Samapanna, aka: Samāpanna; 5 Definition(s)

Introduction

Samapanna means something in Hinduism, Sanskrit, Buddhism, Pali, Marathi. If you want to know the exact meaning, history, etymology or English translation of this term then check out the descriptions on this page. Add your comment or reference to a book if you want to contribute to this summary article.

Languages of India and abroad

Pali-English dictionary

[Samapanna in Pali glossaries]

samāpanna : (pp. of samāpajjati) entered upon; engaged in.

(Source): BuddhaSasana: Concise Pali-English Dictionary

Samāpanna, (pp. of samāpajjati) having attained, got to, entered, reached S. IV, 293 (saññā-nirodhaṃ); A. II, 42 (arahatta-maggaṃ entered the Path); Dh. 264 (icchālobha° given to desire); Kvu 572 (in special sense= attaining the samāpattis). (Page 686)

(Source): Sutta: The Pali Text Society's Pali-English Dictionary
Pali book cover
context information

Pali is the language of the Tipiṭaka, which is the sacred canon of Theravāda Buddhism and contains much of the Buddha’s speech. Closeley related to Sanskrit, both languages are used interchangeably between religions.

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Marathi-English dictionary

[Samapanna in Marathi glossaries]

samāpanna (समापन्न) [or समापित, samāpita].—p S Completed, concluded, finished.

(Source): DDSA: The Molesworth Marathi and English Dictionary

samāpanna (समापन्न).—p Completed, finished.

(Source): DDSA: The Aryabhusan school dictionary, Marathi-English
context information

Marathi is an Indo-European language having over 70 million native speakers people in (predominantly) Maharashtra India. Marathi, like many other Indo-Aryan languages, evolved from early forms of Prakrit, which itself is a subset of Sanskrit, one of the most ancient languages of the world.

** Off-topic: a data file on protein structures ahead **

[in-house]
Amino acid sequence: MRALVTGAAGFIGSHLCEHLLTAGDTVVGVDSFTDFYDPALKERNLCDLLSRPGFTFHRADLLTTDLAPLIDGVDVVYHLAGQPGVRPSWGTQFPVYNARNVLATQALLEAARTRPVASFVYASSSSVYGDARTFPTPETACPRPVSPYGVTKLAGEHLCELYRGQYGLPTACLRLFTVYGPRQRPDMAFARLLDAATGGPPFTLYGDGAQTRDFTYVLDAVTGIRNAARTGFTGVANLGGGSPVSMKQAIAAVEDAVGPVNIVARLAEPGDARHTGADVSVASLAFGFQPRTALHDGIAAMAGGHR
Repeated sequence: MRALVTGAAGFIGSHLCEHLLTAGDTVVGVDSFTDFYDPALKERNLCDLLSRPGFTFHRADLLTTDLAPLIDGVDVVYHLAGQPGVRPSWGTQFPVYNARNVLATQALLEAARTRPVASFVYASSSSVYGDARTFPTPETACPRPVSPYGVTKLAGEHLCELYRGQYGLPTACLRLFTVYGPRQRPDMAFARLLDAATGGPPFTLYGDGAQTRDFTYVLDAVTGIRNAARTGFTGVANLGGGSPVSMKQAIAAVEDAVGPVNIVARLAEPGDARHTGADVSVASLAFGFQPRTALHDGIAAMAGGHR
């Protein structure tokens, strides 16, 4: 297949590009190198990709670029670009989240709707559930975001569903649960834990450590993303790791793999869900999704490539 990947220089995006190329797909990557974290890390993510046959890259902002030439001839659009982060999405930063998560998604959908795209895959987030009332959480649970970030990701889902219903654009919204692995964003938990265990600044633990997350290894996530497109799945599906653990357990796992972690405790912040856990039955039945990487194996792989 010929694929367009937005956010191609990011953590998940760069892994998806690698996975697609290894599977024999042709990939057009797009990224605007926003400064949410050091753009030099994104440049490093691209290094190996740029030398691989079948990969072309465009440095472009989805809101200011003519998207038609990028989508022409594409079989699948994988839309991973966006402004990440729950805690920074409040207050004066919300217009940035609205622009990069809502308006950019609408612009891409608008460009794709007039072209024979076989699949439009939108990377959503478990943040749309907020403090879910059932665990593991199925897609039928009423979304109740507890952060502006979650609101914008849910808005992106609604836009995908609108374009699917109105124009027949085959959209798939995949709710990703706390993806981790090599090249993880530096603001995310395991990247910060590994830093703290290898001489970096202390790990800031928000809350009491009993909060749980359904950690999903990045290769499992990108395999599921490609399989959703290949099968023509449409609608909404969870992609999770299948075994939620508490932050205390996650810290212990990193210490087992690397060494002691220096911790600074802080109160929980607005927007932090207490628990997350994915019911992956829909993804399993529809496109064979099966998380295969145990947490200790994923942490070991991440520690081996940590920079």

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Sanskrit-English dictionary

[Samapanna in Sanskrit glossaries]

Samāpanna (समापन्न).—p. p.

1) Attained, obtained.

2) Occurred, happened.

3) Come, arrived.

4) Finished, completed, accomplished.

5) Proficient.

6) Endowed with.

7) Distressed, afflicted.

8) Killed.

-nnam 1 End, completion.

2) Death.

(Source): DDSA: The practical Sanskrit-English dictionary
context information

Sanskrit, also spelled संस्कृतम् (saṃskṛtam), is an ancient language of India commonly seen as the grandmother of the Indo-European language family. Closely allied with Prakrit and Pali, Sanskrit is more exhaustive in both grammar and terms and has the most extensive collection of literature in the world, greatly surpassing its sister-languages Greek and Latin.

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Relevant definitions

Search found 7 related definition(s) that might help you understand this better. Below you will find the 15 most relevant articles:

Iccha
Icchā (इच्छा, “desire”) and Dveṣa (aversion) refers to two of the twenty-four guṇas (qualities)...
Sajiva
sajīva (सजीव).—a Animate, alive.
Dhamma Jataka
1) Dhamma, 3 (adj.) (Sk. dhanvan) having a bow: see daḷha°; also as dhammin in daḷha° S.I, 185...
Dhamma Vagga
1) Dhamma, 3 (adj.) (Sk. dhanvan) having a bow: see daḷha°; also as dhammin in daḷha° S.I, 185...
Iccha Sutta
Icchā, (f.) (fr. icchati, iṣ2) wish, longing, desire D.II, 243; III, 75; S.I, 40 (°dhūpāyito ...
Samapajjati
Samāpajjati, (saṃ+āpajjati) 1. to come into, enter upon, attain D. I, 215 (samādhiṃ samāpajji);...
Sajiva Sutta
Sājīva, (nt.) rule of life, precept governing the monastic life of the Buddhist bhikkhus Vin. I...

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